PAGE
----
@Robert Carnegie: That's actually reserved for personal letters. The formal/business way is "Sehr geehrter Frau/Herr X," or, if you don't know the name "Sehr geehrte Damen und Herren,", so literally "Much honored Mrs/Mr X," or "Much honored Ladies and Gentlemen,".
The formal way to end a letter is "Mit freundlichen Grüßen," ("with friendly greetings"), which is so often shortened to just "MfG" that it's almost a joke. Unless of course you hate that person so much that you wouldn't even talk to them with your backside, much less greet them friendly. In that case, it's "Hochachtungsvoll,", literally "With high respect".

June 6, 2013 | Unregistered CommenterSome Random German

Dear Marco,

of course Dee is right about "dear" meaning "valued" or, actually, "expensive". I can't really understand the fuss about it being informal. Now, "my dear", that's something entirely different.

Dear Robert Carnegie,

"lieber", in German, IS informal, though. As pointed out by Michael Woelk, formal use would be "Sehr geehrter Herr ..." meaning "Very honoured Mr. ...".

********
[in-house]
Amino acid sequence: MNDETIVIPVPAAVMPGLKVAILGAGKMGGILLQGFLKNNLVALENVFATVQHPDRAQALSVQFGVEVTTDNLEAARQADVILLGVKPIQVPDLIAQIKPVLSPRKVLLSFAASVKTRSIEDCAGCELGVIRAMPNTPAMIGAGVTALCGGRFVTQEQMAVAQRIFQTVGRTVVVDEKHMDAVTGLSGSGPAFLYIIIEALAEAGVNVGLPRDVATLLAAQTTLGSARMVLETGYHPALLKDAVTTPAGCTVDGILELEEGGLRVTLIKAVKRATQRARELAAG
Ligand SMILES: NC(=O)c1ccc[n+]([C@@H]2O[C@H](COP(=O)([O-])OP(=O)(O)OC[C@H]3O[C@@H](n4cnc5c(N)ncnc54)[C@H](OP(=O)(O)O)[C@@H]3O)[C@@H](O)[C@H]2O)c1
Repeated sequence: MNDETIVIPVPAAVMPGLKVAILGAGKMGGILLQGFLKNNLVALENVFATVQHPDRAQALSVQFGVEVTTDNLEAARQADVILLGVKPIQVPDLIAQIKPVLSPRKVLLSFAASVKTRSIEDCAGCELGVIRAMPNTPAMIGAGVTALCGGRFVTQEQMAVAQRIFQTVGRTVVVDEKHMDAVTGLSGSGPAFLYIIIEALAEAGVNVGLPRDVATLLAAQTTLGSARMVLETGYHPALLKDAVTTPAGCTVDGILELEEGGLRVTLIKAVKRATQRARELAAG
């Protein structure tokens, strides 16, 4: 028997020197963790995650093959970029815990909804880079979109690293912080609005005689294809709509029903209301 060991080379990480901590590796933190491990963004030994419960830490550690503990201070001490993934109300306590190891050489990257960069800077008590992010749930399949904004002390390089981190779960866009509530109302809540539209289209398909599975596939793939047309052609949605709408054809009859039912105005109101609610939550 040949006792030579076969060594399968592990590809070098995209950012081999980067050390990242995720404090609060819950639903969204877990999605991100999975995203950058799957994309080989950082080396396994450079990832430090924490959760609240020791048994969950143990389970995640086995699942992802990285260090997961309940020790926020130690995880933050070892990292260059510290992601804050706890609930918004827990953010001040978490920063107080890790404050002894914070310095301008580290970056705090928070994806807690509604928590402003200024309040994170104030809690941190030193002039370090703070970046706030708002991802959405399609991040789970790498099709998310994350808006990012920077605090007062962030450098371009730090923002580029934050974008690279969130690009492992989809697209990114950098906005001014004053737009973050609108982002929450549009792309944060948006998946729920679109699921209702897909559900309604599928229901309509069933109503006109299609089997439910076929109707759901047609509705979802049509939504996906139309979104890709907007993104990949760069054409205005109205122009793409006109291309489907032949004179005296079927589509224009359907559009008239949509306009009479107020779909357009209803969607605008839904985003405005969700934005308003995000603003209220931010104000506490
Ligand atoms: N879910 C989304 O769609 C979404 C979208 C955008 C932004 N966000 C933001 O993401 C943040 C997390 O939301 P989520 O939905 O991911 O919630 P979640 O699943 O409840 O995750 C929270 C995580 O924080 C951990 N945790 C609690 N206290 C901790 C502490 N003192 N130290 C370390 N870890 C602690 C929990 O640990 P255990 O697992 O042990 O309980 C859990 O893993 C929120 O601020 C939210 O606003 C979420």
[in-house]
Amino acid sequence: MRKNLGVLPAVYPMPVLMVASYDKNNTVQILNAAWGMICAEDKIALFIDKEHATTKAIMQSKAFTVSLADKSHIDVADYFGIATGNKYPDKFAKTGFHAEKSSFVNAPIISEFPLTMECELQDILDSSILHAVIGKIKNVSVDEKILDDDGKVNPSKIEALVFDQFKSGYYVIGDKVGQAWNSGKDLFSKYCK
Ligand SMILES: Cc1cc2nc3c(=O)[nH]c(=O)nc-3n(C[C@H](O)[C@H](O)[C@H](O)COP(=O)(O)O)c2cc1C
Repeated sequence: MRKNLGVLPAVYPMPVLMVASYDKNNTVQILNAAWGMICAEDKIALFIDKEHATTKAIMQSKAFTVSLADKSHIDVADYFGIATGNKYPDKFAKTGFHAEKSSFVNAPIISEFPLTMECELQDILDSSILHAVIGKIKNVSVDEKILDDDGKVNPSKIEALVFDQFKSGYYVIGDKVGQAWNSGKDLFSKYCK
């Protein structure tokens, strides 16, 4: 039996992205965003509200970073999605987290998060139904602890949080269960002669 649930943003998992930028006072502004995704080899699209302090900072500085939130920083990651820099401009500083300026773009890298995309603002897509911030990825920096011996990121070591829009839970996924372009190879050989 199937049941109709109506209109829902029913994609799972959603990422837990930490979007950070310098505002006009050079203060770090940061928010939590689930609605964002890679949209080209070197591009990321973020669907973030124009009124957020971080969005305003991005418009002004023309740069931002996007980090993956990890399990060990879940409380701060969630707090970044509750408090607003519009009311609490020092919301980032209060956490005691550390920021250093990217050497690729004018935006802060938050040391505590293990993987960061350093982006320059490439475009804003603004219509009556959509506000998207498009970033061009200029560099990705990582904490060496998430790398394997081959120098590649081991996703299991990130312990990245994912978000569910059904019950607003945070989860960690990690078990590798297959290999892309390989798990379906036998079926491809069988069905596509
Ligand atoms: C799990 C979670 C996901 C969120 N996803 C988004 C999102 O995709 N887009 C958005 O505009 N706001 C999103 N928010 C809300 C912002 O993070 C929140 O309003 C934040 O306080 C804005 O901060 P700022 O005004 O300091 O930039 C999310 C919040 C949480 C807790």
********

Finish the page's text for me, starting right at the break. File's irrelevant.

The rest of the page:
June 6, 2013 | Unregistered Commenterlerk

Dearest Readers and Scott,

We received a "template" at work for notifying our business partners of a problem in a very stern fashion. The template starts with "Dear..." and ends with "Best Regards,". The body, however, is very direct, nigh ominous, and could be interpreted as threatening.

But don't worry, the opening and closing are very cordial.

Wishing you all the best this beautiful world has to provide,

p.s. James for the win.

June 6, 2013 | Unregistered CommenterBeardo

Dear Tom Slick,
Thank you for letting us know. We will get back to you about these forms and how they need to be filled out ASAP. In the meantime, sarcasm is best used lightly, not in longevity. Appreciation and laughter tends to fade after the third unindented paragraph, cause that's when we lose interest. Have you lost interest yet? I apologize. I hope these (sorry) this paragraph allows you to understand the English.

Sincerely Very Yours,


June 7, 2013 | Unregistered Commenterjersn